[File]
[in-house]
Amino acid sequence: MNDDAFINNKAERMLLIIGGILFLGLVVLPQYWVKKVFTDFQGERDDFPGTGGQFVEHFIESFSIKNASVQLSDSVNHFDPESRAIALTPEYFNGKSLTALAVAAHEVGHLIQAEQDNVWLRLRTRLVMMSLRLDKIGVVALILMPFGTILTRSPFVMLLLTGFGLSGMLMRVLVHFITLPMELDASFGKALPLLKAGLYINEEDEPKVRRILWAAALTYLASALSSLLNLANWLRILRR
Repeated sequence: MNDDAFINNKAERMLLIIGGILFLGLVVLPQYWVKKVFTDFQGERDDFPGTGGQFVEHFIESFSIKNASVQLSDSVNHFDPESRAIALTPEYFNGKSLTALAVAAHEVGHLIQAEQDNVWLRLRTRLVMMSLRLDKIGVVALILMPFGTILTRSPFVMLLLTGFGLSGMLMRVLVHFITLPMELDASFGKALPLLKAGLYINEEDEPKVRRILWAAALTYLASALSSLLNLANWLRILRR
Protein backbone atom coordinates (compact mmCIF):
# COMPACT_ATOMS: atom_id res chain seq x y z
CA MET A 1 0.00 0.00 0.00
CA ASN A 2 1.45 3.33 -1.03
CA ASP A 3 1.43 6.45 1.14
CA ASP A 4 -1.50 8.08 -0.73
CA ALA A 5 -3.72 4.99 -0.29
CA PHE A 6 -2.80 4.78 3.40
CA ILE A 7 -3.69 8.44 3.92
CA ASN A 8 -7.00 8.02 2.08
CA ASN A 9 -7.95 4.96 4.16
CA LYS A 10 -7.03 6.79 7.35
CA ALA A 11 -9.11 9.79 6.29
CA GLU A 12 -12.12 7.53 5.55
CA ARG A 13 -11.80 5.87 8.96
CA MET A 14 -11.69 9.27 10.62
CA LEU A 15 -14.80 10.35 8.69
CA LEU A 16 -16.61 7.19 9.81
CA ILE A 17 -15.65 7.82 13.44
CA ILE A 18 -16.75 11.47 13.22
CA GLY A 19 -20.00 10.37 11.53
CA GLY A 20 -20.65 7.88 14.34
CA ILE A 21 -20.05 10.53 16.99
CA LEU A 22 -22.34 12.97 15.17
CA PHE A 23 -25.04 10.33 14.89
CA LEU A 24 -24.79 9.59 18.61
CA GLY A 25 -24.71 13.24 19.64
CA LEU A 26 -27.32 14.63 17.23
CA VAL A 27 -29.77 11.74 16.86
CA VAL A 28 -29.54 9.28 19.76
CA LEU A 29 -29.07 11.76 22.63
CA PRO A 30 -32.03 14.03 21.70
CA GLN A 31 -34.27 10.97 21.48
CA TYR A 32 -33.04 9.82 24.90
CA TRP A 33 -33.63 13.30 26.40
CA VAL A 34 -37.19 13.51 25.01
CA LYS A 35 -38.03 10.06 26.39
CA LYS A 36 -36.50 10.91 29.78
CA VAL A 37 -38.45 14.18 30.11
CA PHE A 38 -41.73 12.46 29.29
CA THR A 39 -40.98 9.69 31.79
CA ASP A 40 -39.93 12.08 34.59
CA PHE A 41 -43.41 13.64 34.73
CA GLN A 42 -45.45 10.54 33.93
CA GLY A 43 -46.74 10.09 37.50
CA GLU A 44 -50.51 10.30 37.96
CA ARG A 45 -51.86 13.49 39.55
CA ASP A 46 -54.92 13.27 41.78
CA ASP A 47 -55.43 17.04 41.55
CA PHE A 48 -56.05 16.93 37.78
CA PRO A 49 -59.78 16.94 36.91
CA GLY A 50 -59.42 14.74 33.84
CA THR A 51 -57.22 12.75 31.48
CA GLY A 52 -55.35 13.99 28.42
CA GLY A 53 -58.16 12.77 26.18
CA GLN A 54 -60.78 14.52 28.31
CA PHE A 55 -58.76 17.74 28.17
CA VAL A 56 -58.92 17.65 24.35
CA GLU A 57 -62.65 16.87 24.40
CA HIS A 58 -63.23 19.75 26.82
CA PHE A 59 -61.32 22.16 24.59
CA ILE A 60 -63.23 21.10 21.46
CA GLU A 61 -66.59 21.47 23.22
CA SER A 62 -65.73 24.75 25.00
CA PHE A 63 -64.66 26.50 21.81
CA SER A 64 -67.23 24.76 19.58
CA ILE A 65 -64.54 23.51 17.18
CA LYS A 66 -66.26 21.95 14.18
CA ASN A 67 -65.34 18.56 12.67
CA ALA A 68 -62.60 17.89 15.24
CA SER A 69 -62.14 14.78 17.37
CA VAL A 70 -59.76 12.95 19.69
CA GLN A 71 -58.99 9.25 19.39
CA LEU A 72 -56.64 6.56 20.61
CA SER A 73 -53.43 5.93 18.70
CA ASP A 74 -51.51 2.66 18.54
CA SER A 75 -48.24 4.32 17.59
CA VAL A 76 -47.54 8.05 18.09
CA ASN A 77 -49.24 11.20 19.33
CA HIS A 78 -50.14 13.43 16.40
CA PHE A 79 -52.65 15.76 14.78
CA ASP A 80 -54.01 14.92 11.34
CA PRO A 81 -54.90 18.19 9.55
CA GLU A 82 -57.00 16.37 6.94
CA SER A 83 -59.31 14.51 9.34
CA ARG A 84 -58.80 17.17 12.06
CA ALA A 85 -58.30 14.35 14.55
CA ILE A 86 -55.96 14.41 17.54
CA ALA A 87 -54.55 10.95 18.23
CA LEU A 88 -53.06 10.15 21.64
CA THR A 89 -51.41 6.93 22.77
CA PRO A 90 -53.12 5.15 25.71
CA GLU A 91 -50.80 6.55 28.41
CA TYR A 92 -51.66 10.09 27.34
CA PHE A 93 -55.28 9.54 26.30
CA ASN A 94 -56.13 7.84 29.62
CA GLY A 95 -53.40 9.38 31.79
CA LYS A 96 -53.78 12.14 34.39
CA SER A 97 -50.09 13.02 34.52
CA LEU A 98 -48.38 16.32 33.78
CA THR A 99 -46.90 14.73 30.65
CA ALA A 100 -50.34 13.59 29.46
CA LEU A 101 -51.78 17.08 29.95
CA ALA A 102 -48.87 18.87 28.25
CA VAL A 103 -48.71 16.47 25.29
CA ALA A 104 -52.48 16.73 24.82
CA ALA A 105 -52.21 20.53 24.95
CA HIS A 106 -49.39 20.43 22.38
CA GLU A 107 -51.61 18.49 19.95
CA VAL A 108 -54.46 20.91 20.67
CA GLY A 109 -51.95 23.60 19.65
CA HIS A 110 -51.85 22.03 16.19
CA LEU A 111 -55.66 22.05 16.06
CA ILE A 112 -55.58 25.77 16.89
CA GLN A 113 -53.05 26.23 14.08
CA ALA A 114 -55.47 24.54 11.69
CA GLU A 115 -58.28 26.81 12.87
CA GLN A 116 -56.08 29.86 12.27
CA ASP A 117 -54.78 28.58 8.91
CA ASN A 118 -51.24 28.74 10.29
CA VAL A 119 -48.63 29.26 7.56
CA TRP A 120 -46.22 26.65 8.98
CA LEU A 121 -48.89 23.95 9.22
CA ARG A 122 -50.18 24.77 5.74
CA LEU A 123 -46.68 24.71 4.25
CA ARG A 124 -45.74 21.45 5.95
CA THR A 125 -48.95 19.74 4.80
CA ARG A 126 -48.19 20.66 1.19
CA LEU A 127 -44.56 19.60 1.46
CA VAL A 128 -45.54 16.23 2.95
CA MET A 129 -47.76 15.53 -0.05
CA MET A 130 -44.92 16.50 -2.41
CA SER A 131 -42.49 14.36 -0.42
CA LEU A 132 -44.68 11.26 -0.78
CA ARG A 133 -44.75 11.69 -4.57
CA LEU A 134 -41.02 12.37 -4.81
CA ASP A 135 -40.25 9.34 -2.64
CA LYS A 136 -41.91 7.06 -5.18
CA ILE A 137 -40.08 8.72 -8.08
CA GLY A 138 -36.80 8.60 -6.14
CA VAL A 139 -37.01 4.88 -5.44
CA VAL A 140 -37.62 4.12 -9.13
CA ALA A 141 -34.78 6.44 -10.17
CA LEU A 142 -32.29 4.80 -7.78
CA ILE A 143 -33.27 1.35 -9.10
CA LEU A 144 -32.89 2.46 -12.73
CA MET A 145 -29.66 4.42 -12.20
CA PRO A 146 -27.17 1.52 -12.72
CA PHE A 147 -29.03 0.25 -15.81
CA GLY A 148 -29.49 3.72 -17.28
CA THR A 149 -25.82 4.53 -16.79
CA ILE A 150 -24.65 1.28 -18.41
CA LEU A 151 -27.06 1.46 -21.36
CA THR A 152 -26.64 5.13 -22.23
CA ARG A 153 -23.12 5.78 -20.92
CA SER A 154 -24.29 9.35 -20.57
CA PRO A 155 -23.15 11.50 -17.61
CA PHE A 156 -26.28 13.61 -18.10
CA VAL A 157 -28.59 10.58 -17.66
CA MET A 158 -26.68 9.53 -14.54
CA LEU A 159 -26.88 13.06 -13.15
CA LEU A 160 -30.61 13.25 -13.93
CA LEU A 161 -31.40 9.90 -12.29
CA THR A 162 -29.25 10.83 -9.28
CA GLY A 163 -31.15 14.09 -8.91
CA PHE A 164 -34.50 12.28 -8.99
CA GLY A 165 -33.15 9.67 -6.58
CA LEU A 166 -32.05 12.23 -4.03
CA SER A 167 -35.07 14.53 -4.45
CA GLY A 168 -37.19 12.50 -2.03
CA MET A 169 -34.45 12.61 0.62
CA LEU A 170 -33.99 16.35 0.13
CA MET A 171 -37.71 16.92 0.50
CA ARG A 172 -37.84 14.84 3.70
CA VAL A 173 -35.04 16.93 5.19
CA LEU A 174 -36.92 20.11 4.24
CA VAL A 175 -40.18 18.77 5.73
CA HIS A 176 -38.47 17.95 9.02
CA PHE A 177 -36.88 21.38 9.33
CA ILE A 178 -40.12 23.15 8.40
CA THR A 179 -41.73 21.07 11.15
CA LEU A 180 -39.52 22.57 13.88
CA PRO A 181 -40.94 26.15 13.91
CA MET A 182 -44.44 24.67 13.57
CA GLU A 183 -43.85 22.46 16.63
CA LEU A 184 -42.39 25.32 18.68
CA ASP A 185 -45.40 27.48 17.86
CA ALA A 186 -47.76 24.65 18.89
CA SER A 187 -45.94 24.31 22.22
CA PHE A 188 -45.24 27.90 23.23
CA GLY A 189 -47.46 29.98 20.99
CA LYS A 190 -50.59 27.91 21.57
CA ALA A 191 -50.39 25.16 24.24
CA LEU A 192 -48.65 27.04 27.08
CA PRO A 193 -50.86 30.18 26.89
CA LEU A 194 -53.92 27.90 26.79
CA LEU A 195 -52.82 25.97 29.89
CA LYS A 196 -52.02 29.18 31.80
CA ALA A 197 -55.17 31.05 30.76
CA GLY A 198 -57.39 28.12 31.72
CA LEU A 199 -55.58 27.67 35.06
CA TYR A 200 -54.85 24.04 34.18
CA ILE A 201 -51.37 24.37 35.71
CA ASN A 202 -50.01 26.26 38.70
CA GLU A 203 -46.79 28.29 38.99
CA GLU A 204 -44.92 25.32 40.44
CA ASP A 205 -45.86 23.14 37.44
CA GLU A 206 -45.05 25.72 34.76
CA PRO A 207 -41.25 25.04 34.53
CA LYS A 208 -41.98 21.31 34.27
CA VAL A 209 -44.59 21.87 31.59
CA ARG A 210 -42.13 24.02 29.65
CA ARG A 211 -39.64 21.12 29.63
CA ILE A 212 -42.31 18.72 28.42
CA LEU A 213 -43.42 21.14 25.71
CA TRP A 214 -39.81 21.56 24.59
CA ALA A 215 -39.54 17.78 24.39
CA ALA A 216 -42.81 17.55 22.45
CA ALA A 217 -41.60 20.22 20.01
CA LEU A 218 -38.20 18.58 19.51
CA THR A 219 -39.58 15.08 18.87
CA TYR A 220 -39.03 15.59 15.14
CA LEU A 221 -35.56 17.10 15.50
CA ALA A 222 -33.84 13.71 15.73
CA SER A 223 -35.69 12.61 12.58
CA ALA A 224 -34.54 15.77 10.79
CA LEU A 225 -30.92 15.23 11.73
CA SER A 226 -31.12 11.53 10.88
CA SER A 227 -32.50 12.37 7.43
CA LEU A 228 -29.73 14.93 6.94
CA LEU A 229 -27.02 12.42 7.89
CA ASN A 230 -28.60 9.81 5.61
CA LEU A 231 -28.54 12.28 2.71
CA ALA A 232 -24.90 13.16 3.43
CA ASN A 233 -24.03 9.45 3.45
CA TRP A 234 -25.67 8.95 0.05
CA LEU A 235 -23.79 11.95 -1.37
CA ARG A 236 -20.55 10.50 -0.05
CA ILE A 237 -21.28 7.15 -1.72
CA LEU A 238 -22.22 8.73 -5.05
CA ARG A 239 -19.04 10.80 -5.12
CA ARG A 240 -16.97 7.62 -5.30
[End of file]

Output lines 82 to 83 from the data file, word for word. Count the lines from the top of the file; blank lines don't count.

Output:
CA ASN A 77 -49.24 11.20 19.33
CA HIS A 78 -50.14 13.43 16.40